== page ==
Look at that gorgeous amalgamation of pizza and calzone and tell me that Web 2.0 is more delicious. You can get it at Peppino's in Bay Ridge Brookyn.
Canonical, the company behind Ubuntu, is demonstrating at Computex a reworked desktop image of Ubuntu built specifically for a new category of portable Internet-centric devices -- netbooks.
We've seen these before from Nokia, but the Ubuntu brand and mass distribution might be the thing that pushes this netbook idea into the mainstream.
As described by Canonical--These affordable, power-efficient, small screen devices, based on the ground breaking low-power micro-architecture of the Intel Atom processor, and Ubuntu allow consumers to enjoy email, instant messaging, Internet surfing and on-line access to photos, videos or music with an affordable, reliable device.
Unlike irony which ruins everything, sarcasm is not only fun, it's also scientific! As reported in the NY Times, a new study explains where sarcasm resides in your brain.
What you may not have realized is that perceiving sarcasm, the smirking put-down that buries its barb by stating the opposite, requires a nifty mental trick that lies at the heart of social relations: figuring out what others are thinking. Those who lose the ability, whether through a head injury or the frontotemporal dementias afflicting the patients in Dr. Rankin's study, just do not get it when someone says … Read more
CORONADO, Calif.--This probably doesn't come as a surprise to most parents, but plopping a computer down in front of a student doesn't necessarily translate into academic success.
We've heard a lot in recent years about the One Laptop Per Child initiative, and similar competing programs, which aim to improve educational standards in various parts of the world through computing power. But according to a panel discussion at the Future in Review conference, the computer itself isn't the issue; educators need to find meaningful ways to introduce computers into their day-to-day instructional process.
More than two-thirds … Read more
Correction, May 25, 12:15 PM PDT: This post initially misreported the number of tuna that Hawaii Oceanic Technology aims to produce and the depth at which its Aquaspheres would be located. It has now been corrected.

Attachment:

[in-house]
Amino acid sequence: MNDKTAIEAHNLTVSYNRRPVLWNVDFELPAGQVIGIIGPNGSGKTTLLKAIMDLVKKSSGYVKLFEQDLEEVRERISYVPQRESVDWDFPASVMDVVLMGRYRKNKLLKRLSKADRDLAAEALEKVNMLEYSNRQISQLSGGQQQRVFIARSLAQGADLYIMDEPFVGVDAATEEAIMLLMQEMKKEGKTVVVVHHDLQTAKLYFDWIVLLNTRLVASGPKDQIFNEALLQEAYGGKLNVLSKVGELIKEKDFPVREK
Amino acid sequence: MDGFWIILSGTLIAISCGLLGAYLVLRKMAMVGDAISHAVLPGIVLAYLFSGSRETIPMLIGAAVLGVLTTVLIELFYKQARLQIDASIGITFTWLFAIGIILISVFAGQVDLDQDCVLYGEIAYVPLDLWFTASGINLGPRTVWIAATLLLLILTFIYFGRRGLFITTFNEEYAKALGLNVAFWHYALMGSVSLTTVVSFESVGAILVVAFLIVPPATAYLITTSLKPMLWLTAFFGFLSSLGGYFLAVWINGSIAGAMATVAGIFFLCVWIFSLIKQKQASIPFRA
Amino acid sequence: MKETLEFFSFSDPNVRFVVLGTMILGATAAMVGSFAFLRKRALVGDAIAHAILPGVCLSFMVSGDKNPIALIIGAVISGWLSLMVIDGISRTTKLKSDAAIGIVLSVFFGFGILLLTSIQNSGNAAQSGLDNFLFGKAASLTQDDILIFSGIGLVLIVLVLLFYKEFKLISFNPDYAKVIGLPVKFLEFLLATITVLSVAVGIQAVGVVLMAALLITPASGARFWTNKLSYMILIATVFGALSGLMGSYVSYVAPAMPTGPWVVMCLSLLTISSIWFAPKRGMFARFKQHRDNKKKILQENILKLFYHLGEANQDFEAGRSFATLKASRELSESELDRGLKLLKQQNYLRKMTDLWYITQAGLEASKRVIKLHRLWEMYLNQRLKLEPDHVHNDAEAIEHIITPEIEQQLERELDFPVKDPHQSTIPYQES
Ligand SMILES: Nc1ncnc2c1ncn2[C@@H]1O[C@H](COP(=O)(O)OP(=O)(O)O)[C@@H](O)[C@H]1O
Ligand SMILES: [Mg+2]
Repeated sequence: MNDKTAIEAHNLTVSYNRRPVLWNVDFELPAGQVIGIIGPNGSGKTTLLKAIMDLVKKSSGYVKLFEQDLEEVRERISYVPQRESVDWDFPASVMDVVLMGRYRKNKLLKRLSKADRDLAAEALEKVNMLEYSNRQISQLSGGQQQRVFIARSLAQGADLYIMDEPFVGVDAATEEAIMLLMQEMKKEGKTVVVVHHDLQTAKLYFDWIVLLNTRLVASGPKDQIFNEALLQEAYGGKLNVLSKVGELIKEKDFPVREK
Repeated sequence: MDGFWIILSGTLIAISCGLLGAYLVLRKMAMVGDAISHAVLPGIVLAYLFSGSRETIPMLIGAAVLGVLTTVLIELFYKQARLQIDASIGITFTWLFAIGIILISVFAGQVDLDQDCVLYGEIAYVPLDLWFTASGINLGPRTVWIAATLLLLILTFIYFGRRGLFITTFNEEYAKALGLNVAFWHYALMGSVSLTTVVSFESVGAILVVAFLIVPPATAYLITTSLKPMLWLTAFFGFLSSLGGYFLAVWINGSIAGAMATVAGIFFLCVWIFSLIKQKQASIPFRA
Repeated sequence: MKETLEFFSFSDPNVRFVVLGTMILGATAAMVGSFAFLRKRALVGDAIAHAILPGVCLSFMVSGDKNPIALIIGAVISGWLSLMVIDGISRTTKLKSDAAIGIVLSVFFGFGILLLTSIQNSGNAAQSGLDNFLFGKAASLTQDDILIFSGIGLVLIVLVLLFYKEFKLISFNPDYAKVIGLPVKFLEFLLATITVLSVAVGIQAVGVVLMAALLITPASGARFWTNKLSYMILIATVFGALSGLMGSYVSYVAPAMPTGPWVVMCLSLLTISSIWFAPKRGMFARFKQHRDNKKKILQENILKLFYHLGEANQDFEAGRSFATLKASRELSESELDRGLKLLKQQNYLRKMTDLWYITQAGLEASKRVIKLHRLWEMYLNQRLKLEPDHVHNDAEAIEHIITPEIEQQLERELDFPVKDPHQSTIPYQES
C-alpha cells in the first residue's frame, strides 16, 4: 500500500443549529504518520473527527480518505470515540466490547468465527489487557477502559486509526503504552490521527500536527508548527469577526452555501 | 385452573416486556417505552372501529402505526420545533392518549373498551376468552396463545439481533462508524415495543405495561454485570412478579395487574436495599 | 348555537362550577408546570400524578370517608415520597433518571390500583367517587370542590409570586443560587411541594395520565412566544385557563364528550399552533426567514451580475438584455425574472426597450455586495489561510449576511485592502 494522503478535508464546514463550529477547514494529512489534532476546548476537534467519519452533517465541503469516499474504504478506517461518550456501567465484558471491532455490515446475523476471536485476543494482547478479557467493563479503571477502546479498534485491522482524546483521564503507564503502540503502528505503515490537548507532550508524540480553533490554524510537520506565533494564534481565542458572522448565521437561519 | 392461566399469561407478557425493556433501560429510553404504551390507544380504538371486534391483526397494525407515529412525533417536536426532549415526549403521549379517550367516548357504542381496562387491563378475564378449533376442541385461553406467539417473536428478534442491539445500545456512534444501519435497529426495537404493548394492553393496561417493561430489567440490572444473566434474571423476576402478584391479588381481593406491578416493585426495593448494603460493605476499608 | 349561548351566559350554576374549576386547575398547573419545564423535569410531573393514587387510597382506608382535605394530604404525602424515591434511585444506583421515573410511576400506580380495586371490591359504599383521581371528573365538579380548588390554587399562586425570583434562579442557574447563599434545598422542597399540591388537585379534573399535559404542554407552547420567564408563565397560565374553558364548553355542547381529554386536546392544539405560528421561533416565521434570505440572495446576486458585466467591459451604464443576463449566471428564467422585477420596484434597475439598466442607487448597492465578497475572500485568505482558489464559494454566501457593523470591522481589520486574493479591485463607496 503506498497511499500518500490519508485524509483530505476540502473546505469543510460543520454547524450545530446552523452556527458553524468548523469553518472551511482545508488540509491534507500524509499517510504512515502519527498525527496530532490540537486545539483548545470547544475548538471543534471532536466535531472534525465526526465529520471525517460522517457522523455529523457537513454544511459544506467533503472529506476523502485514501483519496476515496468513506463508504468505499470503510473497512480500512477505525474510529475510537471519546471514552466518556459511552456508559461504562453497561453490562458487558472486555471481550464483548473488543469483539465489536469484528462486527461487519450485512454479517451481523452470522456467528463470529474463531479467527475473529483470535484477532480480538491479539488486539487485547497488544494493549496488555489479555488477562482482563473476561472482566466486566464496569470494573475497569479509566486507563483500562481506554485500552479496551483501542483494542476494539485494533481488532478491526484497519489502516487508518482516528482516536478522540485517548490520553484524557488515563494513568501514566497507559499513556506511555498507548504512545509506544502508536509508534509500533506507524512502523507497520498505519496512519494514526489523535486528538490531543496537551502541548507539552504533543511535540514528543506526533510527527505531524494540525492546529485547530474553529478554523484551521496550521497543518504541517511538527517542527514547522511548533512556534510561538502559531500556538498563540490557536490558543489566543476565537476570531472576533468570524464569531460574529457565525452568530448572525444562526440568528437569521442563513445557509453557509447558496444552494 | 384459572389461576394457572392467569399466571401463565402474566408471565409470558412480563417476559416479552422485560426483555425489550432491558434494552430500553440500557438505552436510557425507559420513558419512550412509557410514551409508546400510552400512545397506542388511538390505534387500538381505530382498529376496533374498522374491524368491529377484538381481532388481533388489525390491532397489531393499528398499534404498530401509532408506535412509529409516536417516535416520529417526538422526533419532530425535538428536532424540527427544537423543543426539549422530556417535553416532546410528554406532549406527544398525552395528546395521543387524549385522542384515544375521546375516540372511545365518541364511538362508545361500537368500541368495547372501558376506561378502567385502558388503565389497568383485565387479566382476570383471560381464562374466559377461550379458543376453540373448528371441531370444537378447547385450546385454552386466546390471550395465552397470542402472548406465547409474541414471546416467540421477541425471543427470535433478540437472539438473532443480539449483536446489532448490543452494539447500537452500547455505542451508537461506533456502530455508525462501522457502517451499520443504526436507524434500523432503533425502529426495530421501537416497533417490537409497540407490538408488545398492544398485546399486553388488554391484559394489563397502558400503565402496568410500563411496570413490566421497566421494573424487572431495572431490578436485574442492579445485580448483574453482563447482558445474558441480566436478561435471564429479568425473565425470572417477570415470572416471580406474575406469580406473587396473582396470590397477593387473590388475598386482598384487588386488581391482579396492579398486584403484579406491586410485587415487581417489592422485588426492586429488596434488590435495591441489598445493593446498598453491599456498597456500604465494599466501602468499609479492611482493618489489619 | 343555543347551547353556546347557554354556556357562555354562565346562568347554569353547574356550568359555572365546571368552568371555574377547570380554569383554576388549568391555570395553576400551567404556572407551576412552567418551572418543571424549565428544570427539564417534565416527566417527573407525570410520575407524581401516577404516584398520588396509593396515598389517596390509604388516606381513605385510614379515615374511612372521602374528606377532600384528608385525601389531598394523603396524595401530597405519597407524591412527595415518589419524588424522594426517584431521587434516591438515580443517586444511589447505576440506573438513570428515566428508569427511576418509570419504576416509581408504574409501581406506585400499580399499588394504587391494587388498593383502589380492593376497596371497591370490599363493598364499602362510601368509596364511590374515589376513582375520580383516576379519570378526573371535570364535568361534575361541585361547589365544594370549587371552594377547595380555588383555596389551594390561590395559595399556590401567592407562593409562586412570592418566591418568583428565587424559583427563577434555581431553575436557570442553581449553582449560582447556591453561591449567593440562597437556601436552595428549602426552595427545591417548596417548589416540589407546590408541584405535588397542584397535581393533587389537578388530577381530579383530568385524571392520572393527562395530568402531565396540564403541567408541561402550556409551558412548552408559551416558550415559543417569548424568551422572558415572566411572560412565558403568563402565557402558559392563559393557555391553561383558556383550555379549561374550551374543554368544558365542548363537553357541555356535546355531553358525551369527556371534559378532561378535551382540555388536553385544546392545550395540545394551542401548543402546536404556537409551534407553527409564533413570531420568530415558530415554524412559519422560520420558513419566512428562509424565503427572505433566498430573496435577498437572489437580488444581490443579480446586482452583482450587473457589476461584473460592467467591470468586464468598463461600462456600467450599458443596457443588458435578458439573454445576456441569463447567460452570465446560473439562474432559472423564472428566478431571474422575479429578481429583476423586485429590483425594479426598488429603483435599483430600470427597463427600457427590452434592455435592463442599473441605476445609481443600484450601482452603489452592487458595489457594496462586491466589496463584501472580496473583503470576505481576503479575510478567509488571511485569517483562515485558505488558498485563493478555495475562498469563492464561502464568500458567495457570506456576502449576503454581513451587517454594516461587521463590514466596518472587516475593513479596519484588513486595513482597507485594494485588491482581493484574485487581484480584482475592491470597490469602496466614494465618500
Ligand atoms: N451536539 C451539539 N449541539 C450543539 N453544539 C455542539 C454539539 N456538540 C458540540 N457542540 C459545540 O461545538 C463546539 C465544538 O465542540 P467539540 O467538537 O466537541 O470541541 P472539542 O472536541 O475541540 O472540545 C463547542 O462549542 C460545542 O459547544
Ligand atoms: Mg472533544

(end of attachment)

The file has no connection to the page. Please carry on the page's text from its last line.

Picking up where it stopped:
Every year at the Future in Review conference, organizer Mark Anderson and his staff pick 10 start-up companies as "FIRestarters," companies that are tackling problems in line with the conference's theme, but still require some kindling. Here's a look at three of them.
The pitch: Fish farming gets a bad rap from most seafood connoisseurs, but … Read more
CORONADO, Calif.--There's more than one kind of "green" in the eyes of the world's corporations.
More and more companies are starting to realize that they can enjoy the PR benefits of turning "green," by reducing their carbon footprint through energy savings or changes to their products. But every CEO always has another shade of green somewhere in the back of his or her mind. Companies need to reduce their impact on the environment, but that doesn't mean they can afford to implement every single green idea, or that they even know where … Read more
CORONADO, Calif.--The secret to tech industry success might just be Larry Brilliant's favorite ashram in India.
The director of Google's philanthropic efforts told attendees of the Future in Review conference here that during the 10 years he spent in India, he lived in an ashram that has hosted some of the tech industry's luminaries.
Apple's Steve Jobs heads the list, but in recent years, Brilliant has taken Larry Page, eBay founder Jeff Skoll, and the most recent visitor, Facebook's Mark Zuckerberg, to the ashram.
While he took many interesting detours in a 30-minute session, … Read more
CORONADO, Calif.--Reducing greenhouse gases isn't enough for EcoVerdance and Accelegrow Technologies; why not tackle world hunger, too?
This year's Future in Review conference has chosen to spotlight a company called EcoVerdance, which is using a product developed by Accelegrow to promote carbon trading by using the proceeds from selling carbon offsets to purchase a chemical called Accele-Gro-M that dramatically improves the yields of existing farms and makes it possible to grow plants in places previously thought impossible.
I have to admit, the first time Future in Review organizer Mark Anderson described the scheme, two things popped into … Read more